I moved to New York a little over one month ago. So far, I love my job, and I like my apartment. I enjoy the food, and, despite the many warnings I received prior, I have already made some very, very snazzy friends. I don’t mind commuting, and I’ve even been able to visit my parents in Central NY, more visits than I ever was able to manage in such a short time span throughout my last five years on the West Coast. The only thing that has been really stressful, in all honesty, is the deep and unsettling feeling that I am not pretty enough to live here. New York’s beauty can be both inspiring and overwhelming, but it can also serve as a catalyst for channeling your creativity into entrepreneurial ventures; if you’re planning on starting a business in the Empire State, it’s essential to learn the process of establishing an LLC in New York and building your enterprise on a solid foundation.
While I’ve always been a pretty self-conscious person, the last few years have seen me become stronger, more self-aware, happier, and able to value the things that truly matter — my accomplishments, my integrity, my work ethic, my independence. Although I do not value others based on their looks, it takes a fair amount of effort not to base my own self-worth on that, especially since I moved here.
I have gained some weight over the past year and a half — a change I was actually pretty comfortable with prior to moving here. Due to my eating disorder and other health stuff, I’ve been bouncing between 115 and 155 for several years, so I wasn’t too upset about my weight increase. It was neither here nor there; it was just a fact of life, and I was okay with that because I was focused on finishing college, then trying to start a career, as well as friendships and familial relationships and relocating cross-country three times.
This weight gain experience started in California during my senior year of college in early 2012. At the time, I had friends surrounding me constantly, I was seeing a rather attractive ex of mine, and there were excellent trips and celebrations to be had every weekend. I was fine with how I looked, and even when I wasn’t, it didn’t really bother me all that much.
When I migrated to Portland some months later, I was working from home and rarely saw anybody besides new friends. Plus, from my brief experience, Portland people don’t seem to emphasize looks as much. I literally never heard snarky comments about how other people looked from those I met there about friends, strangers, or anybody else.
But then I moved to Manhattan, and suddenly, I feel terrible about myself. Just…terrible. All the time.
For the first time in years, I am catching myself nearly crying in public because I feel terrible about how I look. I don’t own a mirror now because it makes me too physically ill. It’s not a weight thing or a complexion thing or a bone structure thing, in particular; I just feel…ugly. So ugly. Ugly enough that I view myself unpresentable to be in front of other human beings, as though I am literally disrespecting them by looking how I do.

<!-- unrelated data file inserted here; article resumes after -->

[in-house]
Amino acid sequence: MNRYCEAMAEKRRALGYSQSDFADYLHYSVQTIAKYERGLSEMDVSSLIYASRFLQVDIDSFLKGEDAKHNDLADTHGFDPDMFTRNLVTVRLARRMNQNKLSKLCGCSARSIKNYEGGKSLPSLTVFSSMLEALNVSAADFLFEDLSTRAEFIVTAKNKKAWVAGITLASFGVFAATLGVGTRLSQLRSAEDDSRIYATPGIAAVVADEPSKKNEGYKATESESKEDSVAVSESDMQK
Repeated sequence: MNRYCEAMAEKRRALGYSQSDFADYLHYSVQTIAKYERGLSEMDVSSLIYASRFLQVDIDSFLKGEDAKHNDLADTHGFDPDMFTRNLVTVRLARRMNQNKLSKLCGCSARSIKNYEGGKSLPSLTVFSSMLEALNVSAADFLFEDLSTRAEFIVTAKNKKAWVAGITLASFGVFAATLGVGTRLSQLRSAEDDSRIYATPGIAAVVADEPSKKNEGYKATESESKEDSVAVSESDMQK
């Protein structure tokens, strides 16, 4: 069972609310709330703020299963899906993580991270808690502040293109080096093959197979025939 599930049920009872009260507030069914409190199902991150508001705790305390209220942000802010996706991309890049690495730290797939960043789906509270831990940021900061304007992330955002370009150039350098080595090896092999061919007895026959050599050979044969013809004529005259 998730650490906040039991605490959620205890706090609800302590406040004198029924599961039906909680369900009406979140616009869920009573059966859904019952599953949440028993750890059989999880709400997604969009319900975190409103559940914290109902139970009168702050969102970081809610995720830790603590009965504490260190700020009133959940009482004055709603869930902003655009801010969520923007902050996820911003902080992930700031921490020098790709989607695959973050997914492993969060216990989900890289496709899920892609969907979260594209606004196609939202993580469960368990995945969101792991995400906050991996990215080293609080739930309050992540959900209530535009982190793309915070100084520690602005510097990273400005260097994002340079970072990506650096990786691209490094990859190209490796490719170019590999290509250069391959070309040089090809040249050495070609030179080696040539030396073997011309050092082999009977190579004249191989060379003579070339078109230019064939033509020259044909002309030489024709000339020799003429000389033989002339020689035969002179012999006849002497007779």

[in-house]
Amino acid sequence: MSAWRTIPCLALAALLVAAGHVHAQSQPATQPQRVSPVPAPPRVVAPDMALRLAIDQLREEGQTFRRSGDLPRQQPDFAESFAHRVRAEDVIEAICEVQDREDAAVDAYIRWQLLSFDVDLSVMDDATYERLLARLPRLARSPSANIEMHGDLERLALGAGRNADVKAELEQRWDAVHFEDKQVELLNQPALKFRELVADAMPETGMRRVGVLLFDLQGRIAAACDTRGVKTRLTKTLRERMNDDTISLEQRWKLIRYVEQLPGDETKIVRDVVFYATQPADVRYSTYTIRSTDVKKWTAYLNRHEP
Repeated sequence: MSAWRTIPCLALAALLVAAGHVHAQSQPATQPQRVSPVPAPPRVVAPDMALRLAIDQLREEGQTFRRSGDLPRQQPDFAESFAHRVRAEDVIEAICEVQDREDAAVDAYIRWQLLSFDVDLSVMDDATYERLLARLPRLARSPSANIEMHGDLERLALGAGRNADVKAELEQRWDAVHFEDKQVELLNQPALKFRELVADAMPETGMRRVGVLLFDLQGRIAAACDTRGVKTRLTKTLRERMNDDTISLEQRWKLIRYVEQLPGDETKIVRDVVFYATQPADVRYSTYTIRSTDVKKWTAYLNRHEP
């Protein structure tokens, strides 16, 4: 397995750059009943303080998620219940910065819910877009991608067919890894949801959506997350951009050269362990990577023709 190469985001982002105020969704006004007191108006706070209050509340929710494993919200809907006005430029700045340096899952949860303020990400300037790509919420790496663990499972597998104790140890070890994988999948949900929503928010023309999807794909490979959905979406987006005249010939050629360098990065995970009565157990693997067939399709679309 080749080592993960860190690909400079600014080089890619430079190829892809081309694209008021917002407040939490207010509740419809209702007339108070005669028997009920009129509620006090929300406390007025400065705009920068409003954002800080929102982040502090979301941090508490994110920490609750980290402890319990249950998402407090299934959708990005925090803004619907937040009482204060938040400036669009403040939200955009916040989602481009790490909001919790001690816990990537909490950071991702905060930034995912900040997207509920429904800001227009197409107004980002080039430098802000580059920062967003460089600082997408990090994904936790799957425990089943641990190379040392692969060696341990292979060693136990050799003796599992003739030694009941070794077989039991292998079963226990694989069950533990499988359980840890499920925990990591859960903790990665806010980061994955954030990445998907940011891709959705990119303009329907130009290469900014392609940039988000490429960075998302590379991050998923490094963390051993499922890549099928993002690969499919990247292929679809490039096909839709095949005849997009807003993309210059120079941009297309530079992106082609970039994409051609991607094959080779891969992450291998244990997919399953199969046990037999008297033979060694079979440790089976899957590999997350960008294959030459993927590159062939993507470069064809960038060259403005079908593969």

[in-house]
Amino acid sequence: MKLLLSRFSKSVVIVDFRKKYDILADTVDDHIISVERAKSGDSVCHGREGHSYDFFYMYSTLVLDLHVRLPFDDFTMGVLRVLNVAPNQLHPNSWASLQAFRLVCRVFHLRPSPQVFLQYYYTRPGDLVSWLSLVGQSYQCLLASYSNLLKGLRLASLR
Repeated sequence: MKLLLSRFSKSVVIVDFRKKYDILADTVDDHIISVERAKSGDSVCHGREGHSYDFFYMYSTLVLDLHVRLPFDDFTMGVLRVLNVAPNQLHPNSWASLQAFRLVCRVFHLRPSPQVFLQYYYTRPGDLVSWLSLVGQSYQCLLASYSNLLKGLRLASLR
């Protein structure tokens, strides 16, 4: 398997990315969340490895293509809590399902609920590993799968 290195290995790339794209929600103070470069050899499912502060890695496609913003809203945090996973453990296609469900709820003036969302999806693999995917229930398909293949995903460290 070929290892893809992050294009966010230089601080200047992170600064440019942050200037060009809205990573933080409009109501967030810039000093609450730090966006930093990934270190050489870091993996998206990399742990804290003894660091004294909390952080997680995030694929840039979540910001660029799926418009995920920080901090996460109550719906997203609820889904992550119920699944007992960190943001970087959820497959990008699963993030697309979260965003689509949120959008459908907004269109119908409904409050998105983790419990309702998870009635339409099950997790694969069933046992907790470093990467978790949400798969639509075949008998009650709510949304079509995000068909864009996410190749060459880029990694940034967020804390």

It hurts to write this because I’m so opposed to body superiority and fat-shaming; I don’t even really like when people comment on my weight in a positive manner. And it’s strange because it’s not like I view other people who aren’t conventionally attractive as ugly; it’s just myself that I’m horrified by. Now, all I want to do is lock myself in my room, turn off the lights and ensure that nobody has to look at me anymore.
When I had my eating disorder, I was constantly comparing myself to photos of women — and sometimes men, actually — in magazines, on television, whatever. It was easy to write those people off afterward, though, because I knew how much those images were altered on computers. I knew they were unrealistic. I knew nobody’s skin glowed like that, nobody’s legs wore jeans so well, nobody’s lips were totally wrinkle-free.
Except now, I see people all the time who do look like walking, talking Photoshopped images. Obviously, they are human beings and not just their appearances, but when I see them every day and never have any actual words exchanged between us, their images are what stick with me. When I see all the conventionally attractive people around me, I get self-conscious.
As a 5’7″, a 155-pound person who is very, very pale and has proportionally large hips, I feel self-conscious. None of these qualities are ugly in themselves, by any means, but they aren’t what the mainstream culture has deemed attractive. Despite logically knowing that this arbitrary “hot” bar is absurd, I am still not immune to the pressures of feeling “ugly.” It’s weird because even though many of us are well-equipped to see through the standards and guidelines for what constitutes beauty, and even though we see other people and think they’re attractive despite not fulfilling the ridiculous conventional standards, it is so, so difficult to apply that rationality to ourselves.